Responsive Ad Slot



Relationship Matters


Health: Beware of Sudden Death

This is for you, my readers. Please, read this essay and share it with others, because your continued existence or theirs may depend on it. You, your relative, your friend, your neighbour, your acquaintance, or your co-worker may be the next victim of sudden death, if necessary precautions are not taken. Now!

In case you’ve not been tracking the phenomenon, let me remind you of some high profile cases, which heightened the concern about sudden death among the elite. They include the deaths of a former Minister of Health, Prof. Olikoye Ransome-Kuti; popular lawyer and socialite, Debo Akande (SAN); his wife, also a lawyer, Prof. Jadesola Akande; and a former Managing Director of Nigeria Flour Mills, Babatunde Amusu, the Captain.

In case you have forgotten about the above cases of sudden death, consider these recent ones, all within the last six months. They include a former Ondo State Governor, Dr. Olusegun Agagu; Senator Pius Akpor Ewherido, representing Delta State; Dean of the Faculty of Arts, University of Ibadan, Prof. Kolawole Olu-Owolabi; Speaker of the Taraba State House of Assembly, Haruna Tsokwa; Ondo State Member of the House of Representatives, Raphael Nomiye; and, just last week, a former Ondo State Commissioner for Information, Ranti Akerele; and a prominent Owo lawyer, Olufemi Adeyeri.

I happen to know almost everyone on the above lists, some very intimately. Besides, I was once close to sudden death myself. I had developed a massive blood clot, technically known as Deep Vein Thrombosis, induced by the medication I once used for about six months, which caused liquid retention and swelling all over my body. The clot was detected only because I requested my doctor to order an Ultra Sound for me. Although I observed no symptoms of a clot, I made the request because I was preparing for a long haul flight from Philadelphia to Dubai. Lo and behold, a clot, stretching nearly three inches, was detected in the left femoral area. I was immediately hospitalised for three days for intensive care and later put on Warfarin tablets for at least six months. I also was given heparin-filled syringes with which I injected heparin into my stomach wall every day for two weeks, following discharge from the hospital.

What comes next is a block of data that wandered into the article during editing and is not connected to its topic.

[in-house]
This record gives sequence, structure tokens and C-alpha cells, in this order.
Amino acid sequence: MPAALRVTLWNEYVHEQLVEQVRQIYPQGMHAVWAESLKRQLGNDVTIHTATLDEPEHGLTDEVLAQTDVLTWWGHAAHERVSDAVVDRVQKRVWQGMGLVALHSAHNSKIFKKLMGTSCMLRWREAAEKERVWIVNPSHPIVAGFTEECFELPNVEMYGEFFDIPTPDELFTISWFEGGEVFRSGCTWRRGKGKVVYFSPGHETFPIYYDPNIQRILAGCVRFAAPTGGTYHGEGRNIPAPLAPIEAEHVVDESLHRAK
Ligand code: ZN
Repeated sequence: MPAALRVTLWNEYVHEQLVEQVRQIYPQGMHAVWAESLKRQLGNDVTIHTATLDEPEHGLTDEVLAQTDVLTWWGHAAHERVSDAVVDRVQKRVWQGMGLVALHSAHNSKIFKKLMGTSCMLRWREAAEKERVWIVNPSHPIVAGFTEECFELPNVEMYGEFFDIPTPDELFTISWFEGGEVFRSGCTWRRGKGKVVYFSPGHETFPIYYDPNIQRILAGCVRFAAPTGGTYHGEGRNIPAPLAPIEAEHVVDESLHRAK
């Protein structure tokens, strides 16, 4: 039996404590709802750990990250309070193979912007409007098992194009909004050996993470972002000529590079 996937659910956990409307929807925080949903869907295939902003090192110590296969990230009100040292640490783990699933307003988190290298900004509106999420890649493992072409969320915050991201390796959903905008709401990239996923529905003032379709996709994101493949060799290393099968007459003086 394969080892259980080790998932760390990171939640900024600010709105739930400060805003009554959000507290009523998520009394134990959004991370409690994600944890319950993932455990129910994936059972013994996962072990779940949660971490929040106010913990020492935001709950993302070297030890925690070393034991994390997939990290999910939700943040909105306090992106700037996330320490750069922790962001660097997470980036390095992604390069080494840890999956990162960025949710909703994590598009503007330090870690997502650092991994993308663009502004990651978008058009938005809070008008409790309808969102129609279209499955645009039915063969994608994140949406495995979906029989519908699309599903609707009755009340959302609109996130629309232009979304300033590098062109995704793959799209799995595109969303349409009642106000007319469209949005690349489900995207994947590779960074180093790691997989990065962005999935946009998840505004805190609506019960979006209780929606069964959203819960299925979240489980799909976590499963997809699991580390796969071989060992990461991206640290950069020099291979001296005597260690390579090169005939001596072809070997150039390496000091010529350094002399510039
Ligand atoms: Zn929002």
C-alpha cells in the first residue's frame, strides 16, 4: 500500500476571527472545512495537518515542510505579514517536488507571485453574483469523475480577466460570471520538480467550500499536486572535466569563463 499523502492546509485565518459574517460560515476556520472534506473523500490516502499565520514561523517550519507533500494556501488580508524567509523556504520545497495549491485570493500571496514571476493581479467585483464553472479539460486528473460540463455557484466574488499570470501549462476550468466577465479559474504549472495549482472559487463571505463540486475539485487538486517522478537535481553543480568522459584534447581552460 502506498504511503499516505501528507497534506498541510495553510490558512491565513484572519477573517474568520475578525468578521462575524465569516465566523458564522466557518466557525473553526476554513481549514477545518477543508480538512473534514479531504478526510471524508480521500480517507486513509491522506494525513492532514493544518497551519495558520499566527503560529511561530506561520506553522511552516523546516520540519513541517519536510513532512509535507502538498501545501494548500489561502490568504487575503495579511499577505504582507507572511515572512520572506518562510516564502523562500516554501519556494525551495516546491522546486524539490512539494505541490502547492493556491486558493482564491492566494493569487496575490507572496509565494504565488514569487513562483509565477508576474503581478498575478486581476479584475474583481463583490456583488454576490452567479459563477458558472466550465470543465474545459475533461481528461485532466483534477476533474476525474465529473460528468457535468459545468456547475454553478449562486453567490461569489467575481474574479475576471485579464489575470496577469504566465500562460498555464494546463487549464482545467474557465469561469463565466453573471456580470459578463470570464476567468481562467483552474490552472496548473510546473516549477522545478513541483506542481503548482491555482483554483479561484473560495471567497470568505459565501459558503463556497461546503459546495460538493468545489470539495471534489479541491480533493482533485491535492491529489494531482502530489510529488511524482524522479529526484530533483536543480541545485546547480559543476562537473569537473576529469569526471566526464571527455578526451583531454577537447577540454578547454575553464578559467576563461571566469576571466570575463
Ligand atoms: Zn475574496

My knowledge about the dangers of blood clot informed my request for Ultra Sound. That knowledge came from research into blood clot, following the sudden loss of a dear friend, Amusu, to undetected blood clot, which led to massive pulmonary embolism. Like heart disease, discussed below, blood clot is a silent killer. There may be no symptoms at all until the clot suddenly breaks. When that happens, a small lump can block blood flow to certain organs or lead to excessive accumulation of blood in others. The outcome could be instant death, as in some of the cases listed above.

However, the leading cause of sudden death is cardiac arrest, caused by coronary heart disease or uncontrolled hypertension (high blood pressure). Although the causes of hypertension may be unknown, the contributory factors are well known. They include genetic inheritance, dietary habits, excessive weight, lack of physical exercise, and age. Another contributory factor is high cholesterol, which leads to the accumulation of fatty acids in the blood vessels. The subsequent clogging of the blood vessels can lead to a heart attack or stroke.

Most of these same factors also contribute to coronary heart disease, which results from the buildup of plaque along the inner walls of the arteries of the heart. As a result, the arteries are narrowed and blood flow to the heart is reduced gradually to the point of full constriction. What often follows is a heart attack. As of 2012, coronary heart disease was the most common cause of death in the world. Yet, it is a silent killer, whose symptoms may never show up until the advanced stages of the disease. That’s why it is important to undergo appropriate tests in order to detect early signs of coronary heart disease or hypertension, and take appropriate remedial action. Anyone who survives a heart attack should immediately seek proper treatment and follow through with the prescribed lifelong treatment.